EU passport

Feb 22nd, 2007, 07:50 PM
  #1  
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EU passport

My son will be in his last yr of school next yr. He holds 2 passports - Australian & EU (British). Apparently he can study at a UK uni for the same cost as a UK resident & work w/out a whv. Can he also work in Europe in the EU countries?

I would like him to do a "gap" yr as he's young for the grade. He'll be 16 in June, & 17 when he finishes late 2008.
twilightzone is offline  
Feb 22nd, 2007, 09:07 PM
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With a UK passport he can work and live anywhere in the EU.
kerouac is offline  
Feb 22nd, 2007, 10:18 PM
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<<< Apparently he can study at a UK uni for the same cost as a UK resident & work w/out a whv. >>>

Whilst he may be able to work without a visa he needs residency (think about 3 years) before he can go to UK universities as a UK student
alanRow is offline  
Feb 22nd, 2007, 11:07 PM
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Yes, there is a three year residency requirement to get the 'home' student fees at UK universities.

He can work throughout the EU.
nona1 is offline  
Feb 23rd, 2007, 01:05 AM
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When it comes to rules about studying at a UK University, I would get in touch with UCAS
http://www.ucas.com/address.html

No disrespect to posters on this forum, but information is better coming from an official source
MissPrism is offline  
Feb 23rd, 2007, 03:34 AM
  #6  
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Thanks all for the info. MissPrism...thanks for that useful link - I'll certainly check them out,
twilightzone is offline  
Feb 23rd, 2007, 03:40 AM
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True, but UCAS deals only with the application process, and has nothing to do with fees.

You need to look at the department of education and skills, which will send you to this site for overseas students: UKCOSA http://www.ukcosa.org.uk/pages/advice.htm
From their FAQs
Will I pay the 'home' or 'overseas' fee?
Only certain categories of students will be charged the 'home' fee. In very general terms, these are:

persons who have permanent residence in the UK and have been resident in the UK for three years;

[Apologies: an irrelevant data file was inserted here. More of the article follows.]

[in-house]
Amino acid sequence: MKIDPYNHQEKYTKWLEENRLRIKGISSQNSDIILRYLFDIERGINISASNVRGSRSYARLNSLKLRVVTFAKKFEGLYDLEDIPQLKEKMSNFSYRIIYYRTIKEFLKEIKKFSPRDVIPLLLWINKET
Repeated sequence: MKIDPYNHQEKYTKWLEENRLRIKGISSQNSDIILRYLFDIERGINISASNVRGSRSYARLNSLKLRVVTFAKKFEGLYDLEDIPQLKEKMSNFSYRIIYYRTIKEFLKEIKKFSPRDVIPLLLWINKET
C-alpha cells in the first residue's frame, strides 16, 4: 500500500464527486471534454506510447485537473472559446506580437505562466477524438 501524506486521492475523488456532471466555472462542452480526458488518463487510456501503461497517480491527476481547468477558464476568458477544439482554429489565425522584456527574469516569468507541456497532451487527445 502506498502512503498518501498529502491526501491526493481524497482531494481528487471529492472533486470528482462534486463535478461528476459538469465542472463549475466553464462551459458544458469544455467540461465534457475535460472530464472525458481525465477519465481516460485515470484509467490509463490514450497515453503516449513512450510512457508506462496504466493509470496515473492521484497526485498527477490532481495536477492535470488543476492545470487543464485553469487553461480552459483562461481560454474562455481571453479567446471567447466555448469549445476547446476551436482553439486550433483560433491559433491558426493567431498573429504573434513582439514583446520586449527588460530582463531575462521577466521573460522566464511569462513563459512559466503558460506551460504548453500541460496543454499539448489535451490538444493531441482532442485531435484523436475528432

EEA and Swiss workers and their spouses, civil partners and children in the UK who have been resident in the EEA or Switzerland for three years;

EU nationals and their spouses/civil partners and children who have been resident in the EEA or Switzerland for three years;

refugees (recognised by the UK government) and their spouses/civil partners and children; and

persons who applied for asylum and as a result have been granted Exceptional Leave, Humanitarian Protection or Discretionary Leave, and their families.

So, as we said, three years residency will be required.
nona1 is offline  
Feb 23rd, 2007, 03:40 AM
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His 3 years can be spent in another EU country in order to qualify as a home student.
Alec is offline  
Feb 23rd, 2007, 03:54 AM
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Having permanent residence is not the same as being a UK citizen.
Josser is offline  
Feb 23rd, 2007, 04:52 AM
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I was the official source on this for a university once, and you need to know that each university is expected to make its own judgement when applying the rules. But I'm absolutely sure that if he has not been living in the EU for three years before he starts university, he will be charged overseas fees. Citizenship of the UK or another EU country only helps to the extent that it allows residence elsewhere in the EU to be counted towards the three years, otherwise it would have to be three years in the UK. But this is something you and he would have to check with each university he eventually comes to apply to.

Likewise, I'd be surprised if the UK's working holiday arrangement with other Commonwealth countries is replicated elsewhere in the EU. This would have to be checked with each country's representatives.
PatrickLondon is offline  
Feb 23rd, 2007, 05:03 AM
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" I'd be surprised if the UK's working holiday arrangement with other Commonwealth countries is replicated elsewhere in the EU"

What's that got to do with anything?

The boy's British, so he can work more or less anywhere in the EU (actually, he can't work in Romania or Bulgaria which have got themselves into a tizzy over our pointless restrictions on their people, but leave that).

The fact that he also has an Australian passport is of no significance.
flanneruk is offline  
Feb 23rd, 2007, 05:09 AM
  #12  
 
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Anther provision of this residence rule is that any time you spend mainly for receiving education is discounted, so should your son go to UK or another EU country to attend school or college prior to starting university, that period doesn't count towards the 3 years. He will really have to be in employment or similar capacity.
The difference between overseas and home student fees is vast, like £10000 vs £3070 per year, and he will not be eligible for financial support home students get, like (means-tested) grant and loans.
Best site to look is UK government's http://www.direct.gov.uk/en/Educatio...ance/index.htm
Alec is offline  
Feb 23rd, 2007, 09:56 PM
  #13  
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flanneruk...yes his Oz pp is of no significance - except upon landing back in Sydney.

All I'm enquiring is about a young lad who's held an EU pp since he was 5 mths old (which he's never used, though renewed)as best as I can afford a future...
twilightzone is offline  

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